Buried Treasure in South Carolina -

Five Places To Search

Buried treasure in South Carolina is scattered throughout the State. You can locate these treasures. Many individuals like yourself have uncovered hidden treasures of different sizes throughout the U.S. Some of these individuals were professional treasure hunters, yet some were novices as well. But before you begin your search, there are a few things you need to do. They are the things that make the difference in whether or not you can actually locate a treasure. They are the things that all professional treasure hunters do.

The first thing you should do is research the treasures I have listed in this article. Take the information I have given to you and research further. Use the Internet, historical societies, and the archives. “Knowledge is power.” Especially when you are searching for a lost treasure. Professional treasure hunters never attempt to search out a treasure until they have enough information. Sometimes the research takes more time than the actual search.

The second thing you need to do is to purchase a metal detector. Do not spend a lot of money. A quality, new, metal detector can be purchased for between $350 - $450. You don’t need a detector with all of the bells and whistles either. Once you learn how to use a less expensive model, then you should move up to the more expensive detectors. Read the owners manual as well as practicing using your metal detector. By doing so you will become proficient at locating items.

Here are five areas to begin your search for buried treasure in South Carolina.

Murrell‘s Inlet, has produced a few small treasures of gold and Spanish silver coins. Possibly they were treasures buried by pirates. The inlet is located halfway between Georgetown and Myrtle Beach. Could there be more buried treasure there?

Fort Randall, located near Myrtle Beach, and just north, is part of a legend that says that there are Civil War treasures buried nearby.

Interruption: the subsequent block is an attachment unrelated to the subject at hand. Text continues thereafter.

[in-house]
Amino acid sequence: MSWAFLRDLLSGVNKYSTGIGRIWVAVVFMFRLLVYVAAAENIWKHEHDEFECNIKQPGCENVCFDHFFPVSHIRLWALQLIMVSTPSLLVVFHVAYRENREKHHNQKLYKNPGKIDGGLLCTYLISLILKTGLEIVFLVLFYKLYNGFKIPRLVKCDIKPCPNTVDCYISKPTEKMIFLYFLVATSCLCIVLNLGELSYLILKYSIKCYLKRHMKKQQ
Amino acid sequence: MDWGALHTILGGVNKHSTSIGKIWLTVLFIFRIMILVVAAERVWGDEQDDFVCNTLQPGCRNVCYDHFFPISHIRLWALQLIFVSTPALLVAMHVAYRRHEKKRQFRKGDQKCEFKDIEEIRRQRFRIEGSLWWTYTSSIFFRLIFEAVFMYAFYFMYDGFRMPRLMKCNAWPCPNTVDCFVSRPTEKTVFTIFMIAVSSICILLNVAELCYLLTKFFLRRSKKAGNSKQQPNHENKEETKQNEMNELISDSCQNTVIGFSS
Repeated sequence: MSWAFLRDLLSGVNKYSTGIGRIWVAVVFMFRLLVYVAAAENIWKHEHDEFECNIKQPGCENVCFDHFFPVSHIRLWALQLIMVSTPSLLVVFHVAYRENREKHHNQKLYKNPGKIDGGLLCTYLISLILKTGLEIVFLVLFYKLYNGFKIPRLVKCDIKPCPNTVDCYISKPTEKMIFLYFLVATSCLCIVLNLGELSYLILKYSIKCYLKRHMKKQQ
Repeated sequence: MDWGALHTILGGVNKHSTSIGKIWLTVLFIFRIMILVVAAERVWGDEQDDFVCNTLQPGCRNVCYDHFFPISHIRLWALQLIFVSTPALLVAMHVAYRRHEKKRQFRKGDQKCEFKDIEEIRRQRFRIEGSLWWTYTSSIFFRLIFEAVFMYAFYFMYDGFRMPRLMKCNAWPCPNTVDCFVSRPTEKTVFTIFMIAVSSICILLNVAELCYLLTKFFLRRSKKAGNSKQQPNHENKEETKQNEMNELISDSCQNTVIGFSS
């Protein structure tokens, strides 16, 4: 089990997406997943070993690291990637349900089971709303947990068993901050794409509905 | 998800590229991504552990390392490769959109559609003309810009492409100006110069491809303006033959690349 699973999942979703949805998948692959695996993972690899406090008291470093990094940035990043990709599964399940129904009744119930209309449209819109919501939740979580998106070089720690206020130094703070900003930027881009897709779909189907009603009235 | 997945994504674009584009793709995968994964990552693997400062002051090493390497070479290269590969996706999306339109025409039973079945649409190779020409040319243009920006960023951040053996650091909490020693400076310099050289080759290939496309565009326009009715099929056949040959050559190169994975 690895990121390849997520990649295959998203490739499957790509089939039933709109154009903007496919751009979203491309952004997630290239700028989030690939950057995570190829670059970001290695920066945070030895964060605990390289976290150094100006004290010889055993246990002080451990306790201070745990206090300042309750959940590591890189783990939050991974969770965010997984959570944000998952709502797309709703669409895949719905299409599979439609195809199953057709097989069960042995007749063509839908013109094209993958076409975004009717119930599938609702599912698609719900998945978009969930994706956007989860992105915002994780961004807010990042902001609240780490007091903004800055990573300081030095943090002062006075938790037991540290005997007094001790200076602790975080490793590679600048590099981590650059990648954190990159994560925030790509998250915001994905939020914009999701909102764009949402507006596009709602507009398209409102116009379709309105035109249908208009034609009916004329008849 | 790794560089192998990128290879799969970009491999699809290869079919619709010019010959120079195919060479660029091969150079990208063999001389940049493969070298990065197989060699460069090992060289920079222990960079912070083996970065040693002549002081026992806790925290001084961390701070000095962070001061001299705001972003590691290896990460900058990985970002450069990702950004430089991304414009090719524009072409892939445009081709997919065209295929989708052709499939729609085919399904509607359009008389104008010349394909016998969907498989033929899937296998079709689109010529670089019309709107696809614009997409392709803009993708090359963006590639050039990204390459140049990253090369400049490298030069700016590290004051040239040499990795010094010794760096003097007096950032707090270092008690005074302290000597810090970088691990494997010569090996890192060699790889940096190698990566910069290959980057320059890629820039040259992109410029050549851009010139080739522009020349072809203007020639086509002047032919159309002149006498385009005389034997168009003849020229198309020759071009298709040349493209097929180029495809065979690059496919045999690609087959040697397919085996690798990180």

Fort Carey - located on the Wateree River, just south of Camden where the I-20 bridge crosses the river. During construction of the newer bridge, workers found artifacts and coins along the river bank. The coins may have been a part of a buried treasure. Many soldiers would bury their personal belongings for safekeeping.

Along the Santee River is an area where Confederate soldiers stole a Union payroll of $100,000 in gold and silver coins, and then buried the treasure near St. Stephen.

Saluca, located ten miles northeast of Greenwood, is an area that may still hold six tons of silver bullion. The silver was stolen by Union soldiers and then thrown into the Saluda River near Saluca.

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For more information on how to research buried treasure, visit my research page here.

Good luck! And have fun in your search for buried treasure in South Carolina.

Anytime you are going on to private property be sure to ask for permission. If you are going on to State or Federal lands to search for buried treasure in South Carolina, you should know the laws of that State.

Visit here for more information on State laws regarding relic hunting, treasure hunting, and artifacts.

Buried treasure in South Carolina may be located in ghost towns.